RESEARCH TRIANGLE PARK – Just a day after Equifax reached a $700 million settlement for a massive data breach, IBM reports today that the cost of similar incidents at US companies has soared to more than $8 million “on average.”

That’s double the average in 2006.

And medium as well as small businesses are especially vulnerable, says IBM and the Ponemon Institute.

“In the study, companies with less than 500 employees suffered losses of more than $2.5 million on average – a potentially crippling amount for small businesses, which typically earn $50 million or less in annual revenue,” IBM says.

Companies also need time to recover from attacks which often go undetected for months.

“This year’s report found that the average lifecycle of a breach was 279 days with companies taking 206 days to first identify a breach after it occurs and an additional 73 days to contain the breach,” IBM says.

IBM graphic

IBM graphic

A faster response can help save money, the study adds.

“However, companies in the study who were able to detect and contain a breach in less than 200 days spent $1.2 million less on the total cost of a breach.”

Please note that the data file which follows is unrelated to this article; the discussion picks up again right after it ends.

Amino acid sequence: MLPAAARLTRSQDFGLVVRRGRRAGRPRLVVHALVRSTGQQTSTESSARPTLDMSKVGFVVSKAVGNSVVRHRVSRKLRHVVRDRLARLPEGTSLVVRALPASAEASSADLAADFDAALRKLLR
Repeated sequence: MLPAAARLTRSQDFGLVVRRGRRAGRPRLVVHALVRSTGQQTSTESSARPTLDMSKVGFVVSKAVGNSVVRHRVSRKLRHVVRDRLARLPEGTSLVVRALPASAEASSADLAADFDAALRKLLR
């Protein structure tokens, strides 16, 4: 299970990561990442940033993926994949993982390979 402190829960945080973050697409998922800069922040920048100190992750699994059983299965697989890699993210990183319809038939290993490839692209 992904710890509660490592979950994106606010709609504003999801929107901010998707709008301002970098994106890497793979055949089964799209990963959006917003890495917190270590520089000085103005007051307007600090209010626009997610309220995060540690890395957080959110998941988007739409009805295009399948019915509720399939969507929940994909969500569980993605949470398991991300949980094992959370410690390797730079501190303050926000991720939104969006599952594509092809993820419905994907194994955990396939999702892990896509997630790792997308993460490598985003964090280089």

IBM Security’s annual study of costs associated with data breaches says worldwide the average is now nearly $4 million, up 12 percent over the past five years.

Costs associated with the breaches include the financial impact that can stretch over several years as well as the “complex process” of recovering from an incident and associated regulation.

IBM says its study for the first time calculates what it calls the “longtail financial impact” of data breaches and points out the fallout can be felt for years,

“While an average of 67% of data breach costs were realized within the first year after a breach, 22% accrued in the second year and another 11% accumulated more than two years after a breach,” IBM says.

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“The longtail costs were higher in the second and third years for organizations in highly-regulated environments, such as healthcare, financial services, energy and pharmaceuticals.”

Executives at more than 500 companies which had suffered a data breach over the past three years were interviewed for the report.

“Cybercrime represents big money for cybercriminals, and unfortunately that equates to significant losses for businesses,” said Wendi Whitmore, Global Lead for IBM X-Force Incident Response and Intelligence Services, in a statement. “With organizations facing the loss or theft of over 11.7 billion records in the past 3 years alone, companies need to be aware of the full financial impact that a data breach can have on their bottom line –and focus on how they can reduce these costs.”

Read more about the study online.